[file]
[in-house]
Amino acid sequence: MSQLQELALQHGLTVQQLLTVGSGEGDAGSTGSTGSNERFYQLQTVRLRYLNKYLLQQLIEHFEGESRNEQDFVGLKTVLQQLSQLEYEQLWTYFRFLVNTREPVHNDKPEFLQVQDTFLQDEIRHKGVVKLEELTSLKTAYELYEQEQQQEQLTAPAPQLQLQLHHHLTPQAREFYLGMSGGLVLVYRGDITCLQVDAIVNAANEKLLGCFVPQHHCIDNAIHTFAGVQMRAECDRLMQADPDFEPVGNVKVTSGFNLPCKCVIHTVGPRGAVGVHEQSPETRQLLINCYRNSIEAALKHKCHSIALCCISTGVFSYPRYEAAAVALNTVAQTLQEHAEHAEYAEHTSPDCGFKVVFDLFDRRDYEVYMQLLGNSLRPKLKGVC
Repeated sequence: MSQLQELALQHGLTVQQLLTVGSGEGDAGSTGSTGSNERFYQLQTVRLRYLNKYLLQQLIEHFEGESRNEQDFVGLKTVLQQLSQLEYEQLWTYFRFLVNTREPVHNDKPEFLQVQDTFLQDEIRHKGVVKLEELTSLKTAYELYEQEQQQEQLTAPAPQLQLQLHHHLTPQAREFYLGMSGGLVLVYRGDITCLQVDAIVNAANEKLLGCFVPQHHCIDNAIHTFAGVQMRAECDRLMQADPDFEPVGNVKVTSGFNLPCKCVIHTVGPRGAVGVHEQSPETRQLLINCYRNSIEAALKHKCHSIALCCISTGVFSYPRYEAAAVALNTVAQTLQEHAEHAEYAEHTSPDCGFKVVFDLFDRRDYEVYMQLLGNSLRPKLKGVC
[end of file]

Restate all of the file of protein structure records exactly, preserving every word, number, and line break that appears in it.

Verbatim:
[in-house]
Amino acid sequence: MSQLQELALQHGLTVQQLLTVGSGEGDAGSTGSTGSNERFYQLQTVRLRYLNKYLLQQLIEHFEGESRNEQDFVGLKTVLQQLSQLEYEQLWTYFRFLVNTREPVHNDKPEFLQVQDTFLQDEIRHKGVVKLEELTSLKTAYELYEQEQQQEQLTAPAPQLQLQLHHHLTPQAREFYLGMSGGLVLVYRGDITCLQVDAIVNAANEKLLGCFVPQHHCIDNAIHTFAGVQMRAECDRLMQADPDFEPVGNVKVTSGFNLPCKCVIHTVGPRGAVGVHEQSPETRQLLINCYRNSIEAALKHKCHSIALCCISTGVFSYPRYEAAAVALNTVAQTLQEHAEHAEYAEHTSPDCGFKVVFDLFDRRDYEVYMQLLGNSLRPKLKGVC
Repeated sequence: MSQLQELALQHGLTVQQLLTVGSGEGDAGSTGSTGSNERFYQLQTVRLRYLNKYLLQQLIEHFEGESRNEQDFVGLKTVLQQLSQLEYEQLWTYFRFLVNTREPVHNDKPEFLQVQDTFLQDEIRHKGVVKLEELTSLKTAYELYEQEQQQEQLTAPAPQLQLQLHHHLTPQAREFYLGMSGGLVLVYRGDITCLQVDAIVNAANEKLLGCFVPQHHCIDNAIHTFAGVQMRAECDRLMQADPDFEPVGNVKVTSGFNLPCKCVIHTVGPRGAVGVHEQSPETRQLLINCYRNSIEAALKHKCHSIALCCISTGVFSYPRYEAAAVALNTVAQTLQEHAEHAEYAEHTSPDCGFKVVFDLFDRRDYEVYMQLLGNSLRPKLKGVC